“Here was a gorgeous triumph; they were missed; they were mourned; hearts were breaking on their account; tears were being shed; accusing memories of unkindnesses to these poor lost lads were rising up, and unavailing regrets and remorse were being indulged: and best of all, the departed were the talk of the whole town, and the envy of all the boys, as far as this dazzling notoriety was concerned. This was fine. It was worth being a pirate, after all.”[i]

Mississippi carries colorful reminiscences and plenty of monochrome thoughts. Like a snake it squeezes its eternal way through the solid ground of the American heartland. It dictates the even rhythm of life – slow and sore …like a blues.

These grubby, noisy characters (Sawyer and Finn) have never been as fiercely mourned as now. And there is nothing gorgeous about that. The stranger, wandering around Muscatine (Iowa), impatiently waits for the ragged, sunburned kids to appear around the corner with a bucket of oil-paint and pockets full of childish treasures, whistling imaginary song.

Disappointed expectation.

This is the lost America. On and behind the close-up shots one could see a lot. The story is over, the actors are gone… The only thing left is the theatrical scenery. The town looks like an abandoned movie set, sugared like colorful sweets, naive as the note on the church’s window display, but also brutal as a backstage mattress.

“All young people leave Muscatine”, a guy who presented himself to be a “street pharmacist”, told me in a bar next to the river shore three evenings ago. “There is just nothing to do here.”

It was obvious that the locals have grown too comfortable in their silence.

Silence, Solitude, Sarcasm – a holy Trinity the locals started worshiping after the U.S. 61 Route skirted the town several years ago.  

Why do I care about Muscatine?! Because it played on the tense strings of my genes. The other day I saw it as a reflection of my hometown. I don’t feel like going into statistics right now. Sometimes I don’t give a damn about numbers. This is the case now. “Unemployment”, “recession”, “debt” and “emigration” are only words. But I know too well what it means to celebrate family holidays in three different time zones (now try to imagine Bulgaria on the map of Europe). I know too well how cold the bathroom’s floor is at 3 a.m. as well as how crappy the oversea calls could be. I am too familiar with the taste in the mouth after the operator tells you the prepaid card is out of minutes (in SKYPEless times). And I know the silence, the complete lack of sounds in the room while trying to put the pieces together afterwards. A puzzle of words and whispers in which you don’t take part anymore. I know the loss as I know the feeling of going back home and there is nobody to call to.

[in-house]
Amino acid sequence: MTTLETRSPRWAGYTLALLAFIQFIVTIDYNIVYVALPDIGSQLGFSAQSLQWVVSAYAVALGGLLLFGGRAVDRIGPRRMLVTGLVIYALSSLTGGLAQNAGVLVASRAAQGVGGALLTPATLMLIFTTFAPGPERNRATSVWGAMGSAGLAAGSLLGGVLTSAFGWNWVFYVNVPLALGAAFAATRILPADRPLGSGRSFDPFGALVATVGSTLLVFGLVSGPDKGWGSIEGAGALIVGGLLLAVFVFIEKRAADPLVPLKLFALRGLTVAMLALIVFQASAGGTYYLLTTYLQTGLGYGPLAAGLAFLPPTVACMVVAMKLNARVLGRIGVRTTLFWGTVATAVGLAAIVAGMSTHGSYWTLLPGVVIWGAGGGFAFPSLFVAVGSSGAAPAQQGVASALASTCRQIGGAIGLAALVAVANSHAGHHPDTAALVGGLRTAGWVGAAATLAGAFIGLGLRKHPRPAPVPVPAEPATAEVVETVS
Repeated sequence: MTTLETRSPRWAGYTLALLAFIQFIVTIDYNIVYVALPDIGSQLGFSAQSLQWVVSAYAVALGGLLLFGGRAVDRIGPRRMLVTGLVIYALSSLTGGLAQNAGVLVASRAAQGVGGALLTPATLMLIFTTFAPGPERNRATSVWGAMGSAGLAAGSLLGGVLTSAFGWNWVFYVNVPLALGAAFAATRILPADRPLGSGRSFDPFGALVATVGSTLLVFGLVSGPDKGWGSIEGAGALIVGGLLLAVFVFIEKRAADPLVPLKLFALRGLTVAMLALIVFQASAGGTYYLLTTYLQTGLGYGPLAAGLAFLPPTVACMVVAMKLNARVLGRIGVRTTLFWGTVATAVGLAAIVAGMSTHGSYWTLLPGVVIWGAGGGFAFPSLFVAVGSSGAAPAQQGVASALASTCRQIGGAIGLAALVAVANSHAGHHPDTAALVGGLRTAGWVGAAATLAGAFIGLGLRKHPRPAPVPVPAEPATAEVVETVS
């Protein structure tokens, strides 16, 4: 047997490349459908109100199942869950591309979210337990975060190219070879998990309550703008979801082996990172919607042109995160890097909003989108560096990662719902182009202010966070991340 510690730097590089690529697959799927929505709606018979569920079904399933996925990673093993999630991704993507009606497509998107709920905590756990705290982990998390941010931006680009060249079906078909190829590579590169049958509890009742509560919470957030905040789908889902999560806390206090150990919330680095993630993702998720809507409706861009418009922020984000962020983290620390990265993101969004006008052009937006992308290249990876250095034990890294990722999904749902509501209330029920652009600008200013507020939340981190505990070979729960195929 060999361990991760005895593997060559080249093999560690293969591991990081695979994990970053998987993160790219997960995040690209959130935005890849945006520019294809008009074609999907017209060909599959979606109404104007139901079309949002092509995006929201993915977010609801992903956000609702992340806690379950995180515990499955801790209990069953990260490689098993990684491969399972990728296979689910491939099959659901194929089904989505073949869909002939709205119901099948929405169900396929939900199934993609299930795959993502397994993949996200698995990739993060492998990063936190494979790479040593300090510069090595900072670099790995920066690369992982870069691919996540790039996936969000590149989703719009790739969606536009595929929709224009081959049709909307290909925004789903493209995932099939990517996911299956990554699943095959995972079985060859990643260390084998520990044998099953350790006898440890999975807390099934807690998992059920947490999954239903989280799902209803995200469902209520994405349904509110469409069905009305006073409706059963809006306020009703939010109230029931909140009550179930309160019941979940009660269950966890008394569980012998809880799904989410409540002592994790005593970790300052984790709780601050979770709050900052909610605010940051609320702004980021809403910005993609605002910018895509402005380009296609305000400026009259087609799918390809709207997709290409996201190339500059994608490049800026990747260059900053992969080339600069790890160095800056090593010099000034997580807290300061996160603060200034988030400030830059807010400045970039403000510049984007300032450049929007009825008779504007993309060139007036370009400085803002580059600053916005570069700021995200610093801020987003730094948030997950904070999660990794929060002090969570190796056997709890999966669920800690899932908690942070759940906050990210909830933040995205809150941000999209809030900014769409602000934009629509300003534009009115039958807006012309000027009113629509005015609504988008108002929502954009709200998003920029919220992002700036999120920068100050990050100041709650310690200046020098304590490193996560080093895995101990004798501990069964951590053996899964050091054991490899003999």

Maybe, this is how it is – all boys leave the town at some point. This is how grownup scamps play their timeless game of manhood. Game of pirates, pioneers and old-fashioned lovers… I followed this legend. And just as Tom Sawyer and Huck Finn several years ago I prolonged my childhood with a few months on U.S. soil. Impatient to throw my young corp into the ecstasies of being I was doing my best – I travelled on highways of inexplicable, unreserved happiness, surrounded by the young vivid bodies of all summer girls under the neon skies of the East coast, hasty grabbing and collecting marvelous stories, talking in English – the language of Kerouac, Capote and Fitzgerald, whose words have taste and odor, a language in which “happiness” was defined by a few shabby small bills in my back pocket – enough to buy couple of apples, one rose and a train ticket to a place I used to call “home”.

I ended up in New York, in love with the worriless summer evenings in Garden City, the sunsets above Long Beach, the humidity and the smell in the subway, the ready-to-go cups of soup and the open skies of Long Island… In love with a city and a girl who was living in it…

It was the Promised Land.

“The American dream is dead”. I keep facing this statement everywhere now. I have always doubted it having my image of the land intact, untouched by any disappointment. People say that gates in front of the brave ones are closed now; the stares are not leading anywhere and the guardian angels have flyed away from the wasted shore of the American youth, of Tom’s and Huck’s rusty, neglected tenderness.

Being in Muscatine made me uncertain.

But maybe I am wrong. I’m just a traveler on a journey to wisdom.


[i] Mark Twain, The adventure of Tom Sawyer, chapter 14

Sam Clemens, better known as Mark Twain, lived in Muscatine, Iowa, during the summer of 1855. Some 30 years later he wrote “The Adventures of Tom Sawyer” and “The Adventures of Huckleberry Finn”, to which many refer as to the first great American novel. In 1883 Twain wrote “Life on the Mississippi” as a recollection of his stay in the city and its heavy influence on him while writing his most famous publications.